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With Athlete Mugging and Hospital Siege, Crime Is Latest Threat to Loom over Rio Olympics

The government of Brazil has assured the world it will put on a spectacular show during August’s Summer Olympics in Rio de Janeiro despite the many problems casting a shadow over preparations: a Zika epidemic, rampant political corruption, an economic collapse, and now a new crime wave threatening tourists and athletes alike.

On Sunday morning, six-time Australian Paralympian Liesl Tesch and sailing teammate Sarah Ross were mugged in broad daylight, her bicycle stolen after she proved to the robber she did not have any money on her.

“The Paralympic sailors were confronted by the men in broad daylight, it was 7.30 in the morning, and right near their accommodation. There were people around but no-one came to their assistance,” Australian Olympic team Chef de Mission Kitty Chiller said in a statement demanding Rio de Janeiro’s government do more to protect against the violent attacks of athletes currently in the city to train for the Olympic Games. Australia is demanding that the special forces reserved to be deployed in August during the Games be given missions on the ground sooner as athletes are already there and training.

“This is not an isolated incident, athletes have been mugged while training and competing in Rio test events and we want our athletes protected,” Chiller added.

The incident recalled statements made earlier this year by Brazilian soccer star Rivaldo, in which he warned tourists to stay away from the Olympics. “You’ll be putting your life at risk here. This is without even speaking about the state of public hospitals and all the Brazilian political mess,” he warned. “Only God can change the situation in our Brazil.”

The attack on Tesch and Ross was the first in a series of headline-generating crimes that Sunday. Later in the day, an estimated fifteen gunmen attacked Rio de Janeiro’s Hospital Souza Aguiar, a hospital designated to treat Olympic athletes and tourists alike. The gunmen stormed the hospital to liberate a drug kingpin known as “Fat Family,” who was in the hospital being treated for gunshot wounds. In helping “Fat Family” escape, the criminals killed a patient and left a nurse and policeman injured.

Police are now struggling to find the liberated 28-year-old criminal, whose whereabouts police have little leads toward finding.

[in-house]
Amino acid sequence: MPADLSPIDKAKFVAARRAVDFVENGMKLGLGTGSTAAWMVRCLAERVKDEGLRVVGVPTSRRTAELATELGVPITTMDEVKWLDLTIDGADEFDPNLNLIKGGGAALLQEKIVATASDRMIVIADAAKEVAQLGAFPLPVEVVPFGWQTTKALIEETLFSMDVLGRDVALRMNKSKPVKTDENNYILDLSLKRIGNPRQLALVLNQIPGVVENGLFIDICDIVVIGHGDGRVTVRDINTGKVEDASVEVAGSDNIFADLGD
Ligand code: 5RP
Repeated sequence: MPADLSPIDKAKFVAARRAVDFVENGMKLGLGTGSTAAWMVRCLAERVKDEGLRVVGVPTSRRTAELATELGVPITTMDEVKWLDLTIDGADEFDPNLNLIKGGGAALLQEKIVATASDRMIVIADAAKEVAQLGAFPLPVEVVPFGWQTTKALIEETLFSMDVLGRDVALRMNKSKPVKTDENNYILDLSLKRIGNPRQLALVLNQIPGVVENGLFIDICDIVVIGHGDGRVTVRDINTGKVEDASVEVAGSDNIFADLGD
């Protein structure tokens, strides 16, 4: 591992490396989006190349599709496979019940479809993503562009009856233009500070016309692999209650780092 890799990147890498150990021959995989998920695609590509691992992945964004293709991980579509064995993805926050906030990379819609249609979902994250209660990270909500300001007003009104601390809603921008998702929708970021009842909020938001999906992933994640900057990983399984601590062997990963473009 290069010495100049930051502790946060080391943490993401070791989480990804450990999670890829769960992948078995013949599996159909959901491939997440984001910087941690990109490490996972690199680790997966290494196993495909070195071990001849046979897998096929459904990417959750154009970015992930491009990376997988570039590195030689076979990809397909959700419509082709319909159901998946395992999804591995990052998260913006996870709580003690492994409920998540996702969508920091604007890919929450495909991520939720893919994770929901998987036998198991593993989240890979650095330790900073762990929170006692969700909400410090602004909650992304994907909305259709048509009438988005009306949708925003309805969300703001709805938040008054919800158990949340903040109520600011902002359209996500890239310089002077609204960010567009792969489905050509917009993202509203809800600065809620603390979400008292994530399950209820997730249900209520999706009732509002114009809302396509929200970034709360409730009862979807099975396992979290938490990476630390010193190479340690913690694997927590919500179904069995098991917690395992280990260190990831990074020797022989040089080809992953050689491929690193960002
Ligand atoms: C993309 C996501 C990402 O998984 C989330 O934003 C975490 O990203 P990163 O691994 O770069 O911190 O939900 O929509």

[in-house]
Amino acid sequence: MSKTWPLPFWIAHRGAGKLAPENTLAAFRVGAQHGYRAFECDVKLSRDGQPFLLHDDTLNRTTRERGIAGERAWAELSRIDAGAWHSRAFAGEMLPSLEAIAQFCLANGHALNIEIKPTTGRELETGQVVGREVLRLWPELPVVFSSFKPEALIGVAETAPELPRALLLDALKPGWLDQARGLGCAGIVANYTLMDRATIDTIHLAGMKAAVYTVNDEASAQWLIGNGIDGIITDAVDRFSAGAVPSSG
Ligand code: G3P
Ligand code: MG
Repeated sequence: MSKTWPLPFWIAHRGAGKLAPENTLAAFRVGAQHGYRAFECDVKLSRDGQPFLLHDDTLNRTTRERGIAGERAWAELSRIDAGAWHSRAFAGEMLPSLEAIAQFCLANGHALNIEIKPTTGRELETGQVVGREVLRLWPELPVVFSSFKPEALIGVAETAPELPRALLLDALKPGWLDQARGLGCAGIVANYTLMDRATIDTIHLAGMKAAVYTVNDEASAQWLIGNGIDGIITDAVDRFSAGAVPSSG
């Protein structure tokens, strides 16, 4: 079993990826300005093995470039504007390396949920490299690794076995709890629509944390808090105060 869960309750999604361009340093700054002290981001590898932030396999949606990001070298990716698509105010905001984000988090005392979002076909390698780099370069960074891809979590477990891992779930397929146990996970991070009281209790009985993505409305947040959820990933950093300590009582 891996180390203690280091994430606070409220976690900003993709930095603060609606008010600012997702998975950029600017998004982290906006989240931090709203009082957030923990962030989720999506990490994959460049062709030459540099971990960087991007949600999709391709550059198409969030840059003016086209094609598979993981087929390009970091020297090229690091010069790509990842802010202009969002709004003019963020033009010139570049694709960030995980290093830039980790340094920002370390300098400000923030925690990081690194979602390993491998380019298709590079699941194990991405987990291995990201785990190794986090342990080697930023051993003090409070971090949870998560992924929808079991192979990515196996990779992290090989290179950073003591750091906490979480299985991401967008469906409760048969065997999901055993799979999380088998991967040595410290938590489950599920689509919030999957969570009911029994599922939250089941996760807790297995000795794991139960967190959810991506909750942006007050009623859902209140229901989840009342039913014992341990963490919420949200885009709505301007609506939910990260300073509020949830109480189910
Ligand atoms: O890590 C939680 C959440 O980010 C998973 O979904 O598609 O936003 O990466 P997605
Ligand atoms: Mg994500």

A major economic crisis has left the police in Rio de Janeiro state with their hands tied. The governor of the state, Francisco Dornelles, announced on Saturday that he was declaring an economic state of emergency, warning that a “public calamity” was imminent if Brasilia did not send him $900 million in emergency funds. For months, Rio state has not paid teachers or other public servants and has been unable to properly stock police stations with office needs.

Dornelles made clear that the Rio Olympics would go on but at the expense of paying for “essential public services.” Without emergency funding, he warned, Rio could expect “a total breakdown in public security, health, education, mobility and environmental management.”

Both the International Olympic Commission (IOC) and the mayor of Rio de Janeiro, Eduardo Paes, have warned this emergency situation will not affect the Olympic Games. “The IOC is very calm regarding the preparations,” Paes said Tuesday. “We are finalizing the Velodrome works in the Olympic park. Everything is well on its way.”

At least one Olympic project, however, does not work: the subway line designed to take people to the Olympic park. According to the Washington Post, Rio de Janeiro officials insist the subway line will be completed in time for the games, with a scheduled completion date four days before the Games begin. This leaves little to no time to test the train systems and work out any flaws that may come from an initial run. Many experts also doubt that workers in the city will hit that deadline, potentially causing a traffic disaster as passengers who would have otherwise used the subway are forced to drive to the venue.

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